Stephanie Finds Peace of Mind, Stability After Falls

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“The last fall was the worst of all,” Stephanie said, tracing an imaginary line from her forehead to her lip to indicate the length of the wound she suffered after a fall in May 2016. 

Stephanie, 58, had gone to dinner that night with her family when she took a spill on the sidewalk outside the restaurant. Instead of eating cheesecake, she spent the evening in the hospital—again.

Stephanie was diagnosed at the age of five with cerebral palsy, a neurologic condition that affects muscle control, movement and balance. In spite of it, she has been self sufficient. Stephanie graduated from St. Agnes Academy in Indianapolis and completed three years toward a computer degree at Ivy Tech.  She was employed as a receptionist at a finance company for car dealers and also worked at J.C. Penney.

She and her husband married in 1992, and together they reared two sons. In 2010, her husband died of a heart attack. One year later, Stephanie suffered a stroke. Since then, she has had reoccurring issues of stability and has fallen numerous times.

In December 2015 she was hospitalized after a fall and spent 28 days in rehab. In May, she fell outside the restaurant. Back in the hospital. Back to rehab. One week later she couldn’t get out of bed. She went back to the hospital in an ambulance—this time with pancreatitis.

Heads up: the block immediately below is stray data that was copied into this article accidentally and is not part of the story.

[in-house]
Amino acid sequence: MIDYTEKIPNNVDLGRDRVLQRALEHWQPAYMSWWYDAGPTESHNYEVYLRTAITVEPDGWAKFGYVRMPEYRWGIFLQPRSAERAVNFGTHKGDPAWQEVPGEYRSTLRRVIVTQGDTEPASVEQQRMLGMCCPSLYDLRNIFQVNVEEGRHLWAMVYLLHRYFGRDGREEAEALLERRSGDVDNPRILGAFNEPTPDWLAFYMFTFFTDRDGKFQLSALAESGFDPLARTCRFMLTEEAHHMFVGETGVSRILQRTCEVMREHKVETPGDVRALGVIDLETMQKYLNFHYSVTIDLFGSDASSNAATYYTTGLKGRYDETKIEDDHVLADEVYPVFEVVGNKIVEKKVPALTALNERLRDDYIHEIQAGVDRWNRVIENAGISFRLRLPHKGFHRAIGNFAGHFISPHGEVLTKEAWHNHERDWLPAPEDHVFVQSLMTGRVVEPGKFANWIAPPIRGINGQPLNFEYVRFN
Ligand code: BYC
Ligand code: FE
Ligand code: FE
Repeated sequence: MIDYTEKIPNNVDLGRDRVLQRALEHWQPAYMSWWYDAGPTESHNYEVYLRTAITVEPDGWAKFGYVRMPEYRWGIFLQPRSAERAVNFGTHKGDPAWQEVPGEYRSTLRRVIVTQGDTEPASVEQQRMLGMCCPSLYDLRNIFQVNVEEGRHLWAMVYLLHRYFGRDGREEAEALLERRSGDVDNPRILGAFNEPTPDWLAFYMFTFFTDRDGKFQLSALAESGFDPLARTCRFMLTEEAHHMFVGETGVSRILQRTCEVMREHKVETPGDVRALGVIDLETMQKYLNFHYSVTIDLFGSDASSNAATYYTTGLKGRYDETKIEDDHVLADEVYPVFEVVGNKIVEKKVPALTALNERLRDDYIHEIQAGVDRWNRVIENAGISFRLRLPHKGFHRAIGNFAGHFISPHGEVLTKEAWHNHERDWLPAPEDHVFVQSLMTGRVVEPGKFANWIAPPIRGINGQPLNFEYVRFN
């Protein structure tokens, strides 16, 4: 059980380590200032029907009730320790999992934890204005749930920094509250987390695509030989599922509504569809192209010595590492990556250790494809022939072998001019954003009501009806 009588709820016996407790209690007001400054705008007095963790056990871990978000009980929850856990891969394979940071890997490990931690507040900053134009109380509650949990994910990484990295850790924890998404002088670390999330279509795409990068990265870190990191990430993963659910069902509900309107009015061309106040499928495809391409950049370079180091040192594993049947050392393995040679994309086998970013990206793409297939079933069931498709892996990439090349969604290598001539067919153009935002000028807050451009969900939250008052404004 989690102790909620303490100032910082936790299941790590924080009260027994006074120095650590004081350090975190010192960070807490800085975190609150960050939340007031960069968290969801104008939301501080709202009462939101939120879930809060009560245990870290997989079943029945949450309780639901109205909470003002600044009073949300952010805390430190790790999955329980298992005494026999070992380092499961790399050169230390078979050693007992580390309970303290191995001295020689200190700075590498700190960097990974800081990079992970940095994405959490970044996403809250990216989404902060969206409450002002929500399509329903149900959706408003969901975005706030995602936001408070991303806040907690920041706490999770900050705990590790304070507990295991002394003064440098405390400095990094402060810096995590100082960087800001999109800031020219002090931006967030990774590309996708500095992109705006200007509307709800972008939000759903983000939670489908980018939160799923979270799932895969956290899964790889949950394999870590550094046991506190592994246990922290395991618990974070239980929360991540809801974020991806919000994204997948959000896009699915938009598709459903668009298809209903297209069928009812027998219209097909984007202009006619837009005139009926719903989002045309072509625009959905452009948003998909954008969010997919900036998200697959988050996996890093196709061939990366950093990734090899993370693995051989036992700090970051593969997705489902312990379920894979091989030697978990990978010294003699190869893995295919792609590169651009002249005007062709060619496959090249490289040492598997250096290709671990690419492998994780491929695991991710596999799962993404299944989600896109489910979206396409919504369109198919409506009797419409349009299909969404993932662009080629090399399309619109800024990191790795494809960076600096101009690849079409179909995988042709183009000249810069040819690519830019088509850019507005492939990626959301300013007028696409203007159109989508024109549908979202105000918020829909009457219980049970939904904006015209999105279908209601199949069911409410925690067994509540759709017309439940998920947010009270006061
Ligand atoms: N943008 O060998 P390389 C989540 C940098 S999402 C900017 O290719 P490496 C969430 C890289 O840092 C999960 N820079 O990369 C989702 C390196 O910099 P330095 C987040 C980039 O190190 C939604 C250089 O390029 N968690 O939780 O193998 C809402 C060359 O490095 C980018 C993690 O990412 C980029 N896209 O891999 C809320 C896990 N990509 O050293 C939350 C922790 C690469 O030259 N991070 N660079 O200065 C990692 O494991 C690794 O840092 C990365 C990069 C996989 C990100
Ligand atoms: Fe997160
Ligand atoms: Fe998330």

Her oldest son and daughter-in-law were preparing to move to Russia and were concerned about her health.  They did some research online and found CICOA.

Stephanie was approved for services through Indiana’s CHOICE program, but as her needs increased, she was moved to the Medicaid waiver. Today, a caregiver comes every weekday from 8:30 a.m. to 2:30 p.m. to help her with bathing, dressing, meal preparation, and household chores. A second caregiver returns from 7-11 p.m.

Since June 2016, Stephanie’s health has been stable. Her youngest son, who was living with her to provide care, was able to move into his own apartment. Stephanie’s oldest son and family, now living in Russia, have peace of mind knowing she has the support she needs.

“I feel safer and more comfortable at home, and my stress level has decreased,” Stephanie said. “Without CICOA, I would have lost everything.”

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